Here in Maryland we are well into the Fall season and the school year, both reasons why we are currently eating a lot of soup. The cooler months of the year are a great time for soup and when you have a busy family life, which includes the school schedule, you certainly appreciate whenever you can make large batch meals that feed the whole family, result in leftovers, and freeze well for future easy meals. We have soups of all kinds that we love, including our Vegan Asparagus Soup, but perhaps none that we love as much or fix more than our Mulligatawny Soup. It has even gone on to inspire other soups that we make (see our Roasted Cauliflower Soup Recipe). Read on to see how to make Mulligatawny Soup and hopefully it becomes a favorite meal in your house as well!
For as long as I can remember, my grandmother has had a well stocked freezer with all different varieties of soup. These memories of soup, along with the actual eating of soup, warm my soul! My grandparents don’t eat soup every day, but they do regularly have a lunch that consists of leftovers, a sandwich, and/or soup reheated on the stove from the freezer. In our house we have adopted this strategy as well. Soup makes a great side item or a great meal all by itself (let’s be honest, sometimes we don’t have a lot of time and so just being able to reheat some great soup is awesome!). Whenever we make soup we try to make large enough batches so we can enjoy some right away, have leftovers for the next day, and still have a little left to freeze so we give ourselves an easy future meal. Batch prep is key for anyone with a busy life! Which is pretty much all of us, am I right? 🙂 It doesn’t take a ton of extra work to make soup in larger batches, but the pay off when you get a night off from meal prep is BIG!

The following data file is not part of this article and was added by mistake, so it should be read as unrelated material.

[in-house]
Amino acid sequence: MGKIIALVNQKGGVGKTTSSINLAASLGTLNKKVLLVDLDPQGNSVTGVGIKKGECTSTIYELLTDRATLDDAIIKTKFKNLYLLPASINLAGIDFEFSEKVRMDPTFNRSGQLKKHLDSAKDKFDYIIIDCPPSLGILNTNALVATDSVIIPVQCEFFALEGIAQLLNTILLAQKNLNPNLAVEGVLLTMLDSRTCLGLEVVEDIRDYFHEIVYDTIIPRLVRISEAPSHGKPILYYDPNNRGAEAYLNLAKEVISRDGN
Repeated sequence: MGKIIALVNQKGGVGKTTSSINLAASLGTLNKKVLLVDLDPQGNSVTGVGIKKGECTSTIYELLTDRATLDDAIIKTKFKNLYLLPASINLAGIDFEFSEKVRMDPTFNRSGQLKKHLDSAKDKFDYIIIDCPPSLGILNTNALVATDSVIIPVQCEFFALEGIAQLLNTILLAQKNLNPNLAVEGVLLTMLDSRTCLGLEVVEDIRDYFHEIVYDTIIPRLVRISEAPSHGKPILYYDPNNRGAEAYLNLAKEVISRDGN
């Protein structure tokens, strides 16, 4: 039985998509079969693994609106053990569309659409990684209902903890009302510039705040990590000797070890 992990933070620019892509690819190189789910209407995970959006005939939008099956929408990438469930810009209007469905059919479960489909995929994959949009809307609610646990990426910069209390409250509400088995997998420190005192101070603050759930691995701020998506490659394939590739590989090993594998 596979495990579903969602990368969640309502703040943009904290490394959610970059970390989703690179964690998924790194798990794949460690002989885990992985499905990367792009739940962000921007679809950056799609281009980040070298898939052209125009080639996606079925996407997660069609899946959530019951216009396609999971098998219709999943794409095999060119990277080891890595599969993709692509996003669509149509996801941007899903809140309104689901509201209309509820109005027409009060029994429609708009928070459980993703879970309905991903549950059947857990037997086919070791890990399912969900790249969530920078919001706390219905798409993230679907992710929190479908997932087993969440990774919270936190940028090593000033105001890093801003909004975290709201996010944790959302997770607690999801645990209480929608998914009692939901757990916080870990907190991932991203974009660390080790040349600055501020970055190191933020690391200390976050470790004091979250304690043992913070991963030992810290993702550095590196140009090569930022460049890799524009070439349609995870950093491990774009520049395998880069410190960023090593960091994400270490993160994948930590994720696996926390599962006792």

I think I first had Mulligatawny soup in college. It was one of the soups in rotation in the school cafeteria and I loved it! But I still had no idea how to make Mulligatawny soup or anything about it really. My good friend Wikipedia says that the word Mulligatawny originates from the Tamli words mullaga/milagu and thanni which translate to “pepper-water”. Tamli is a language predominately spoken in southern India and Mulligatawny Soup is thought to be an English Soup based upon an Indian recipe. I think it’s so cool how so many different great recipes and styles of food can be traced to different cultures. We are so lucky to live in a connected age where so much of this is now so accessible to the everyday chef. Awesome!
After college I think I just forget about it for a while, but then, probably five years ago, I stumbled upon a great Mulligatawny Soup recipe over on the Soup Addict and decided to try making it. Eureka! I’m so glad I did!
If you’ve never visited Karen’s Soup Addict site before, you’re missing out! We highly recommend it. Tons of amazing recipes just waiting to be made as well as garden tips from Karen for growing many of the ingredients in her recipes. We certainly share her passion for soup! Her Mulligatawny Recipe gave us a great starting point for something that, over time, we have adapted to our tastes and has become one of our absolutely favorite recipes!